The campaign to resist was initiated by the radical left, in particular by parties like the Socialist Workers Party and the Socialist Party. From an early stage, it was agreed that the best tactic was a mass boycott campaign and that Left TDs in the Dail would openly call on people not to pay. Significantly, Sinn Féin refused to endorse this call and at some early meetings of the campaign played a negative role because their spokesperson tried to frighten people about possible consequences of a non-payment campaign. The republican tradition has often counterposed the ‘heroism of the few’ to mass action. So it was not entirely surprising to hear them say that while their TDs and councillors would not pay, the mass of people would not be able to break the law and face the consequences. Whatever the public justifications, however, another agenda was also at work. The party has a long-term eye on entering government and did not want to be branded as promoting ‘illegal’ actions. This stance, however, was entirely at variance with the public mood. In Donegal, for example, where Sinn Féin have two TDs in neighbouring constituencies, they were almost marginalised by more left wing forces who embarked on a strategy of mass action.

Opposition to household charges began in the autumn of 2011 and initially drew very small numbers of people. In Dublin, where experience of a defeat on the bin charges was still fresh in people’s memory, the turn-out at local meetings was tiny. The poor level of participation led to a more top-down structure as far left groups negotiated over who would take responsibility for particular areas. This only began to change after 1 January 2012 when people were presented with the reality of having to register and pay by 31 March. It also occurred in ways that were not foreseen by many on the left.

The first surprise was that the main resistance came from the more rural areas outside Dublin. One reason was that the government had simultaneously imposed inspection fees for septic tanks and had made individual households shoulder the full costs of remediation. But there was also a deeper resentment in rural Ireland against the neglect they had suffered. Many connected their anger about charges to the withdrawal of basic facilities such as schools, hospitals and post offices. Some of the farming population had benefited from the rise in food prices but rural Ireland today is host to a much more diverse population. The high property prices during the Celtic Tiger meant that many working people could not afford to live in Dublin and had been forced to re-locate to rural towns. The consolidation of farms and the shrinking in the numbers employed mean that rural Ireland is now composed of public sector workers, factory or office workers and those who are forced to eke out an existence on the dole. The dialectic of history shows that there is never a set ‘vanguard’ in the workers’ movement. Those who have been scarred by the defeats of earlier resistance often cede their place to others, and they in turn are often surpassed in militancy by late comers to struggles.

The meetings outside Dublin were huge. Seven hundred attended a meeting in Waterford and 400 in Athlone, for example, while thousands turned up to smaller local meetings in Donegal and Wexford. Those who attended were attentive to the arguments of the left, and attempts by Fianna Fail supporters to separate opposition to septic tanks from a general fight against household charges were easily brushed aside. Many felt they had been handed a weapon to hit back against the bail-out of banks and speculators and that mass non-payment was the way to do it. The resistance in rural Ireland eventually fed back into opposition in Dublin. As the deadline for registration approached, there were large turnouts in the manual working class areas in Dublin and in the suburbs where white collar workers had moved.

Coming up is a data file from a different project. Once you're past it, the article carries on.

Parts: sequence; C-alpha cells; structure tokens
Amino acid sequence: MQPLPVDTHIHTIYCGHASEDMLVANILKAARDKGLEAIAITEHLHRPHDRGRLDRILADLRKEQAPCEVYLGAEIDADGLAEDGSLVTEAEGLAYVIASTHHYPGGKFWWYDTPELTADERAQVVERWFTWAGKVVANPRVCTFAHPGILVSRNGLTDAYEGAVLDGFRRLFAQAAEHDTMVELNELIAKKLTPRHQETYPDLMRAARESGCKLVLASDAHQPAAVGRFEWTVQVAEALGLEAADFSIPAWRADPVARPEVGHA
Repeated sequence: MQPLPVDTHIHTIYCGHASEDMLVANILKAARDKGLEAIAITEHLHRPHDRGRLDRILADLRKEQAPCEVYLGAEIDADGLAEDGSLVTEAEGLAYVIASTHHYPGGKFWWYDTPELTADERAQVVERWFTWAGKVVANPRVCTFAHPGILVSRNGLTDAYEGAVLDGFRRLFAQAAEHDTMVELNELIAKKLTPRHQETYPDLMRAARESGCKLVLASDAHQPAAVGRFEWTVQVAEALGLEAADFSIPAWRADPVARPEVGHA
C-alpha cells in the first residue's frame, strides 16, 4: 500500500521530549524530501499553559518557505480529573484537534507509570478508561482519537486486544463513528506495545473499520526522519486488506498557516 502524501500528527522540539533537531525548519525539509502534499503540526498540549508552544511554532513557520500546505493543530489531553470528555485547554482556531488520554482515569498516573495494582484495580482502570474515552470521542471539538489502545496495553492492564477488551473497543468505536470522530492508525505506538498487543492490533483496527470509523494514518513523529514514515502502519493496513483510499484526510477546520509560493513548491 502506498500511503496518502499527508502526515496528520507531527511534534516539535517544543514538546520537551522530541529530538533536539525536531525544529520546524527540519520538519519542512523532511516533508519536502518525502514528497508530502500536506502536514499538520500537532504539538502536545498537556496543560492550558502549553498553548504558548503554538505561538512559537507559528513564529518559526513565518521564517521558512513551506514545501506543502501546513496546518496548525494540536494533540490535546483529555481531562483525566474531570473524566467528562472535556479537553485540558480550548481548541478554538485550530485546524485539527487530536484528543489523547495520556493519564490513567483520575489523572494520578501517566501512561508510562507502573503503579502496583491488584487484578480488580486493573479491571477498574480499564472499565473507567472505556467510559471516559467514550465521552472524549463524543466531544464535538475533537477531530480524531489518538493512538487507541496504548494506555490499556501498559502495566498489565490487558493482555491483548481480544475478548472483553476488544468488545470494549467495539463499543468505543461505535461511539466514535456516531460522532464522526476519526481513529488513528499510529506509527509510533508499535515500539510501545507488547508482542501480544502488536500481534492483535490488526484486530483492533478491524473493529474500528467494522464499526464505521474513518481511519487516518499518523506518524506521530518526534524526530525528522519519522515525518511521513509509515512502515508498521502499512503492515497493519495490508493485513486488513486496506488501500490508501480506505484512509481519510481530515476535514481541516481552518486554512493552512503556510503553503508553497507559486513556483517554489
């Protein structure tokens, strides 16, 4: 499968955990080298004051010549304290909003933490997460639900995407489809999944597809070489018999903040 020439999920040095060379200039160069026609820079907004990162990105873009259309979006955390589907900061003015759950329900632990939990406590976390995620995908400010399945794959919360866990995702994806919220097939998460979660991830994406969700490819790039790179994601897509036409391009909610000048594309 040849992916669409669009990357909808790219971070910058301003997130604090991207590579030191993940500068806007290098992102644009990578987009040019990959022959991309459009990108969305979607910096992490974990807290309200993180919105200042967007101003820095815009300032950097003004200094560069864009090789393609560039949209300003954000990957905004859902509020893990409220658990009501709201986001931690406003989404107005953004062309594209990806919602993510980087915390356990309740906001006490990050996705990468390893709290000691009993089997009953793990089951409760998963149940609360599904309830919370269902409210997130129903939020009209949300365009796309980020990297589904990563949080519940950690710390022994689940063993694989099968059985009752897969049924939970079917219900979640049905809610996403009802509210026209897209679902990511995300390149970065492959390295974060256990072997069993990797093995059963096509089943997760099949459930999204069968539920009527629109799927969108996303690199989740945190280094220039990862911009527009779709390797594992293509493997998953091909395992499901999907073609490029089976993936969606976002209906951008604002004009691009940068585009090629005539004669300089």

The second surprise was the manner in which the movement outran the schemas drawn up by some of its mentors. The original conception of some political activists was that the campaign would be built purely as a boycott movement and that slow systematic work needed to be undertaken in housing estates to sign people up to the campaign. Mass demonstrations were to be avoided lest they divert from this tactic. This approach was based on the experience of the far left in Dublin during the bin charges campaign. At that time, the response of workers was often highly localised and did not involve mass demonstrations. Meetings of over 600 were held in areas like Crumlin or Ballyfermot in Dublin but attendance at mass protests in city centres was often far smaller. Against this background, some argued that the best way to win support was to suggest that people did not have to do very much – just refuse to pay.

It soon became clear that the movement would go beyond these limited perspectives. From an early stage, local demonstrations began to be organised in Donegal, Wexford and Carlow. Moreover, it was found that the more visible the local protests, the more they fed back in to individual enlistment in the campaign. In order to resolve the issue of whether or not to have a national demonstration, a campaign conference decided to refer the issue back to local meetings. When it was raised, support for a national demonstration was overwhelming. The first national mobilisation was called for the Fine Gael Ard Fheis and the turnout surpassed all expectations. Some 15,000 people marched in the angriest and liveliest protest Dublin had seen for a long time. The next mobilisation was the Labour Party conference; 4,000 people turned up and a significant minority broke through police lines to take the protest right to the door of the conference. This move was not initiated by any section of the far left but was predominantly led by a new layer of middle-aged activists. It would have been far larger had not some organisers taken fright and urged a retreat from the doors of the Labour conference.